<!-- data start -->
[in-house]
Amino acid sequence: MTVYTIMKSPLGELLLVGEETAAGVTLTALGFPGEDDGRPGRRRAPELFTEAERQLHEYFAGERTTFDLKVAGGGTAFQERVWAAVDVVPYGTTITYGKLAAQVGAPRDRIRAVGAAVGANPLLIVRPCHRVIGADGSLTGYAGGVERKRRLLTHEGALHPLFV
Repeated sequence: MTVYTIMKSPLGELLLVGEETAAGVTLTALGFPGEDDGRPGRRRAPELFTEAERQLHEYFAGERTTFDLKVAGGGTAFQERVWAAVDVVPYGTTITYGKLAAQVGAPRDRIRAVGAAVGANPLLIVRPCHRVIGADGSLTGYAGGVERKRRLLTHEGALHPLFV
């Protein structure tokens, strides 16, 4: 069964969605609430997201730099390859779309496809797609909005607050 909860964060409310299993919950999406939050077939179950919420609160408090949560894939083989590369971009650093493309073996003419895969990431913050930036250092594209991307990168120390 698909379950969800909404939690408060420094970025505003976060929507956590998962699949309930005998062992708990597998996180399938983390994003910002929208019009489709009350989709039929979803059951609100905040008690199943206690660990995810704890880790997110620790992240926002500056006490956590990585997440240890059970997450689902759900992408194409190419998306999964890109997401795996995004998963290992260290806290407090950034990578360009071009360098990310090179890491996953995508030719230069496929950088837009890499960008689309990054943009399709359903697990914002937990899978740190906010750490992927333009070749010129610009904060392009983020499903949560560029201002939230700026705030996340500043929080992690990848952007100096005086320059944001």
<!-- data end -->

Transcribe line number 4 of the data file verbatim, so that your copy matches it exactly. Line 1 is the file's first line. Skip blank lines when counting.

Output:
């Protein structure tokens, strides 16, 4: 069964969605609430997201730099390859779309496809797609909005607050 909860964060409310299993919950999406939050077939179950919420609160408090949560894939083989590369971009650093493309073996003419895969990431913050930036250092594209991307990168120390 698909379950969800909404939690408060420094970025505003976060929507956590998962699949309930005998062992708990597998996180399938983390994003910002929208019009489709009350989709039929979803059951609100905040008690199943206690660990995810704890880790997110620790992240926002500056006490956590990585997440240890059970997450689902759900992408194409190419998306999964890109997401795996995004998963290992260290806290407090950034990578360009071009360098990310090179890491996953995508030719230069496929950088837009890499960008689309990054943009399709359903697990914002937990899978740190906010750490992927333009070749010129610009904060392009983020499903949560560029201002939230700026705030996340500043929080992690990848952007100096005086320059944001």